Many physicians complain that electronic health records are time-consuming and that performing EHR tasks cuts into the time they have to spend with patients. And there’s data to back that up.
Physicians spend roughly half (49.2%) of their work day on EHR and administrative tasks and just 27% of their time treating patients face to face, according to a recent study in the Annals of Internal Medicine. Also, in a study published earlier this year in JAMA Internal Medicine found doctors spend more than an hour a day responding to notifications received in their EHR, such as test results or prescription refill requests.
The increasing burden of administrative tasks was cited as the main cause of physician burnout in a lifestyle report released by Medscape earlier this year. According to the report, the number of doctors reporting burnout rose from 45.5% in 2011 to 54.4% in 2014. This comes as the U.S. faces a physician shortage of nearly 95,000 doctors over the next decade, according to the American Association of Medical Colleges.
But there are steps healthcare organizations and individual providers can take to reduce the time spent inputting data into EHRs and reclaim clinical face time with patients. Consider the following timesaving tips:
Ensure sufficient EHR training. Getting clinicians proficient in the workflow — and not just the functionality of the software — can optimize how they perform EHR tasks. “Once you get nurses and physicians more proficient in the use of the applications, they get much, much better at using EHRs and we see increased productivity,” says Heather Haugen, managing director and CEO of The Breakaway Group, a Xerox company that provides research-based training on EHR use.
Practice anticipated workflows. Clinicians may confront 150 to 200 functions in an EHR system. Learning to use them over a two- or three-day training period is not going to yield the “fluency level” of knowledge that providers need to optimize use of EHR, according to Haugen, who also serves as track director for health information technology at the University of Colorado Denver-Anschutz Medical Center.
She encourages organizations to let their physicians practice workflows in the system using simulated environments and patient scenarios. For example, instead of just learning functions, a doctor can practice which tasks to perform to place an order for a patient. “The memory for those tasks increases dramatically when you use those kinds of adult learning concepts,” Haugen says.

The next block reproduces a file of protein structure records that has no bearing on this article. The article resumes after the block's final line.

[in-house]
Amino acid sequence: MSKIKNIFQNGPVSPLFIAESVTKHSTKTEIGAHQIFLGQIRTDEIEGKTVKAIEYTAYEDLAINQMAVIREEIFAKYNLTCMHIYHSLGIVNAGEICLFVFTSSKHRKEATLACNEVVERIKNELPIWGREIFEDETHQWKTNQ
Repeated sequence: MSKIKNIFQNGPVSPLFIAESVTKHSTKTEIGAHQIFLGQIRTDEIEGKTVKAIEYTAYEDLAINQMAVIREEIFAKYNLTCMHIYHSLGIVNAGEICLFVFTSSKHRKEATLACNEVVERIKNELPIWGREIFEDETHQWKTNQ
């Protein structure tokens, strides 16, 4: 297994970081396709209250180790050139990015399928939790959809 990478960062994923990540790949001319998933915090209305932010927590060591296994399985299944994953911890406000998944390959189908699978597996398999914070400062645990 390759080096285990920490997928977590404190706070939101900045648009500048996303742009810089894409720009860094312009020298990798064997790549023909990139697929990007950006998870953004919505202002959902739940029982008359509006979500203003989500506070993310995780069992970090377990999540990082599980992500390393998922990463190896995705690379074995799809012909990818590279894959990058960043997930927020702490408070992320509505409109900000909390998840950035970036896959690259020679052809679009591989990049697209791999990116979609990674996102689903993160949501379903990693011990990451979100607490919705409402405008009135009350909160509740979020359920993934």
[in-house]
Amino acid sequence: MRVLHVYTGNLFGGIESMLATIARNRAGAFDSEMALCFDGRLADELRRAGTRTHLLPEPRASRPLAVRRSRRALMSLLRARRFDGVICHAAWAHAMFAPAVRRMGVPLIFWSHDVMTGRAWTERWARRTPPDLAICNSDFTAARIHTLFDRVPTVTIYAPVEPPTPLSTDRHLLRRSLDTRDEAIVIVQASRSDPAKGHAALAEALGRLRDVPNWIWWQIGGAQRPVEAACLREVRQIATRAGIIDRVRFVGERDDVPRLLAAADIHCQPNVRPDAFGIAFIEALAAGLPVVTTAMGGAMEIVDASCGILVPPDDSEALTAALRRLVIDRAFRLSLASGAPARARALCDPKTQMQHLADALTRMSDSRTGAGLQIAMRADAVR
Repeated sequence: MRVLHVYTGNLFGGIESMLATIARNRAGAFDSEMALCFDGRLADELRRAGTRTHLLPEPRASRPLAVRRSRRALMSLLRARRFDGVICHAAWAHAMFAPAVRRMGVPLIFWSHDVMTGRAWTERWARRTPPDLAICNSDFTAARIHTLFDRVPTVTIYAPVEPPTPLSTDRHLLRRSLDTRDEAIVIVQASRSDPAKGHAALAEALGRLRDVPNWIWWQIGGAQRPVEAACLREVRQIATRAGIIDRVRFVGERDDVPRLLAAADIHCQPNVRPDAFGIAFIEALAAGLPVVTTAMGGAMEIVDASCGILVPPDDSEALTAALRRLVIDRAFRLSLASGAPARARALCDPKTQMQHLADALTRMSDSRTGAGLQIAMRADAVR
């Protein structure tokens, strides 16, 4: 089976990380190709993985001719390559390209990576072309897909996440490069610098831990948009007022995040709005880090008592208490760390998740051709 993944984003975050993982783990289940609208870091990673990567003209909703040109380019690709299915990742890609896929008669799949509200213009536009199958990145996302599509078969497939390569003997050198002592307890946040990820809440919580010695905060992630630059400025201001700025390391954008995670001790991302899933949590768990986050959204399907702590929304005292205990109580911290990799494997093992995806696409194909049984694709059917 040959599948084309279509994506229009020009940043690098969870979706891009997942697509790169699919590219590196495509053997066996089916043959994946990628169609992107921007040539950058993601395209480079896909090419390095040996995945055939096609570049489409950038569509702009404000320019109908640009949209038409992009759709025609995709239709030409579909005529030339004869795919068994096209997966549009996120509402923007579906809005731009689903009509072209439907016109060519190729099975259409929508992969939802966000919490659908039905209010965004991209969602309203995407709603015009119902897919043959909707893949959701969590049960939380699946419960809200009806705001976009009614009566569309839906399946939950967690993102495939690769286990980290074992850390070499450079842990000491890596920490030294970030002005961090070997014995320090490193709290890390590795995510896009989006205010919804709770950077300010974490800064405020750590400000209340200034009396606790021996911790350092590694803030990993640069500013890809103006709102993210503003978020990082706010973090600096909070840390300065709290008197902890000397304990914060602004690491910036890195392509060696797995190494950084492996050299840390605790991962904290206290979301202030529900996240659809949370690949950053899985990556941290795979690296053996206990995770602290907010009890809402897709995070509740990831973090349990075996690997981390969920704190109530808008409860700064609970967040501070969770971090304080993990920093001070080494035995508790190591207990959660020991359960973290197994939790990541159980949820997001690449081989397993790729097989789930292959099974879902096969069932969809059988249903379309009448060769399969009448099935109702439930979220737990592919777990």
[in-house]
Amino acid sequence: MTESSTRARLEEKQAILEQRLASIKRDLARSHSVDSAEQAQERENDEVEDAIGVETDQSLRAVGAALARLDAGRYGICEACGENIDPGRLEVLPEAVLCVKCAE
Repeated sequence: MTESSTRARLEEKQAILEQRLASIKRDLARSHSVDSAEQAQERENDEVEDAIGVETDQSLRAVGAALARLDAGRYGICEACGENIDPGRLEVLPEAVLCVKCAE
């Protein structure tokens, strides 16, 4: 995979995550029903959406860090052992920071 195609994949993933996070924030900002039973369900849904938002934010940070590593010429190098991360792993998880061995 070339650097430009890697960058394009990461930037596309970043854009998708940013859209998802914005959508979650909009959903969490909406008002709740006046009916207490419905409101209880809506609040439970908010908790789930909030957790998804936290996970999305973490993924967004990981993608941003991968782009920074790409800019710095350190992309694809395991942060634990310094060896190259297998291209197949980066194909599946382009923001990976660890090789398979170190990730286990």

Allowing doctors and nurses to accumulate experience that is relevant to their system and then practice it to gain fluency will build confidence and open them to learning more about what the system can offer, she adds.
Look for possible process improvements. An EHR can point out areas where care is not being provided as expected, but it’s up to an organization to figure out where the processes can be improved. A good workflow analysis can show where the workflow’s slowing a clinician down and suggest ways to shorten the time spent on administrative tasks.
Haugen cites, for example, an organization that wanted to ensure that all women over a certain age got annual mammograms. The group’s EHR records showed that only a small portion of those women actually were getting the screenings, so it made changes to the EHR to ensure that information was passed along to the patient while they were there for a visit, even if it was an acute visit, she explains.
Capitalize on templates and other shortcuts. Most EHR systems have built-in items to expedite routine processes at the user level, such as custom order sets, pre-scripted note templates and favorites, says Bryan Dickey, vice president of operations at The Breakaway Group. “The key is for the provider to spend some up-front time thinking about the things they do most frequently and utilize the tools available to speed things up,” he says.
Consider documenting while with the patient. Many providers push back on this notion, but inputting information into the EHR can speed up the process and reduce time spent on EHR tasks later on, says Dickey. Computer mastery is key as well as finding ways to interact with a patient and keep the focus on the patient while using a computer.
Utilize live or virtual scribes. While hiring scribes to enter information into EHRs is an added expenditure, doing so can free up providers to focus more of their time on patients, says Dickey. According to the American Health Information Management Association, experienced scribes can improve the overall quality of documentation, which can support “meaningful use” requirements and improve compliance with quality targets and billing and reimbursement.
Think early on about the resources and people needed to maintain an EHR. Too often, organizations will bring people in from across the organization to assist with EHR implementation, then send them back to their old role after the system goes live. That’s a mistake, says Haugen, especially as systems are constantly evolving and being upgraded. Organizations need to think about who’s doing the education and training, who’s optimizing the workflows, and who’s making sure that all of the interfaces work.
“These tools are here to stay and will get better in time with input, feedback, and most importantly, involvement from providers about how to create newly optimized workflows that take available tools and shortcuts into account,” Dickey says.